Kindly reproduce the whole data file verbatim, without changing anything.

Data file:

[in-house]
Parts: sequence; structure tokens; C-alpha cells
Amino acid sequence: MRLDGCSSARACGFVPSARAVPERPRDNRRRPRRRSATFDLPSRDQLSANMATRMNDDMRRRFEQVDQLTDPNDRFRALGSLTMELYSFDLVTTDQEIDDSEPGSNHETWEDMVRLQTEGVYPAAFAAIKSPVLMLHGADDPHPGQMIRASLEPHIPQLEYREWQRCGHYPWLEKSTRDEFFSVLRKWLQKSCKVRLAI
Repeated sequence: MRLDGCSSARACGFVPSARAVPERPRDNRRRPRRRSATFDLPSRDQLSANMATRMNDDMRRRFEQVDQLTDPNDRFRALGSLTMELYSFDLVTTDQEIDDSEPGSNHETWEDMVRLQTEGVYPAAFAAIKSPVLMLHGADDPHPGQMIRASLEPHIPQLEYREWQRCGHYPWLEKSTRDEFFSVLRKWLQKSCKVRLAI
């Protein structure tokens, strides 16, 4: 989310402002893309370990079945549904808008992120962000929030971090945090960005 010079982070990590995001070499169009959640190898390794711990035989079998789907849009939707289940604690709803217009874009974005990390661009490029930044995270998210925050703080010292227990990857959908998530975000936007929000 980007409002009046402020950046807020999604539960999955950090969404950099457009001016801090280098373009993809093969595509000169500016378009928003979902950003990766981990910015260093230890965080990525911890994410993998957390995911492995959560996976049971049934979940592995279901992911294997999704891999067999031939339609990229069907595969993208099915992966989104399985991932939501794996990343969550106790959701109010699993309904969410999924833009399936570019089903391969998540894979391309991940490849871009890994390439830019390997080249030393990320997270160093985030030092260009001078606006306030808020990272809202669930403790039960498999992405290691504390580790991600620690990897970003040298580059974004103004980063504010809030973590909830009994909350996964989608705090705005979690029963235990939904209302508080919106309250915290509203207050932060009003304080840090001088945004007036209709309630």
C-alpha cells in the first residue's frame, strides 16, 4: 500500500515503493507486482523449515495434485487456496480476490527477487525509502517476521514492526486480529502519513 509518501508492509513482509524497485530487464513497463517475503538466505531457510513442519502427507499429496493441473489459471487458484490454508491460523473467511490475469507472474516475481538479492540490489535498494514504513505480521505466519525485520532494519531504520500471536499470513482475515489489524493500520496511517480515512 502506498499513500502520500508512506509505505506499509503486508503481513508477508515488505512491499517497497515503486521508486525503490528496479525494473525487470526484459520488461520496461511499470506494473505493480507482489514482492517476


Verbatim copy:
[in-house]
Parts: sequence; structure tokens; C-alpha cells
Amino acid sequence: MRLDGCSSARACGFVPSARAVPERPRDNRRRPRRRSATFDLPSRDQLSANMATRMNDDMRRRFEQVDQLTDPNDRFRALGSLTMELYSFDLVTTDQEIDDSEPGSNHETWEDMVRLQTEGVYPAAFAAIKSPVLMLHGADDPHPGQMIRASLEPHIPQLEYREWQRCGHYPWLEKSTRDEFFSVLRKWLQKSCKVRLAI
Repeated sequence: MRLDGCSSARACGFVPSARAVPERPRDNRRRPRRRSATFDLPSRDQLSANMATRMNDDMRRRFEQVDQLTDPNDRFRALGSLTMELYSFDLVTTDQEIDDSEPGSNHETWEDMVRLQTEGVYPAAFAAIKSPVLMLHGADDPHPGQMIRASLEPHIPQLEYREWQRCGHYPWLEKSTRDEFFSVLRKWLQKSCKVRLAI
């Protein structure tokens, strides 16, 4: 989310402002893309370990079945549904808008992120962000929030971090945090960005 010079982070990590995001070499169009959640190898390794711990035989079998789907849009939707289940604690709803217009874009974005990390661009490029930044995270998210925050703080010292227990990857959908998530975000936007929000 980007409002009046402020950046807020999604539960999955950090969404950099457009001016801090280098373009993809093969595509000169500016378009928003979902950003990766981990910015260093230890965080990525911890994410993998957390995911492995959560996976049971049934979940592995279901992911294997999704891999067999031939339609990229069907595969993208099915992966989104399985991932939501794996990343969550106790959701109010699993309904969410999924833009399936570019089903391969998540894979391309991940490849871009890994390439830019390997080249030393990320997270160093985030030092260009001078606006306030808020990272809202669930403790039960498999992405290691504390580790991600620690990897970003040298580059974004103004980063504010809030973590909830009994909350996964989608705090705005979690029963235990939904209302508080919106309250915290509203207050932060009003304080840090001088945004007036209709309630």
C-alpha cells in the first residue's frame, strides 16, 4: 500500500515503493507486482523449515495434485487456496480476490527477487525509502517476521514492526486480529502519513 509518501508492509513482509524497485530487464513497463517475503538466505531457510513442519502427507499429496493441473489459471487458484490454508491460523473467511490475469507472474516475481538479492540490489535498494514504513505480521505466519525485520532494519531504520500471536499470513482475515489489524493500520496511517480515512 502506498499513500502520500508512506509505505506499509503486508503481513508477508515488505512491499517497497515503486521508486525503490528496479525494473525487470526484459520488461520496461511499470506494473505493480507482489514482492517476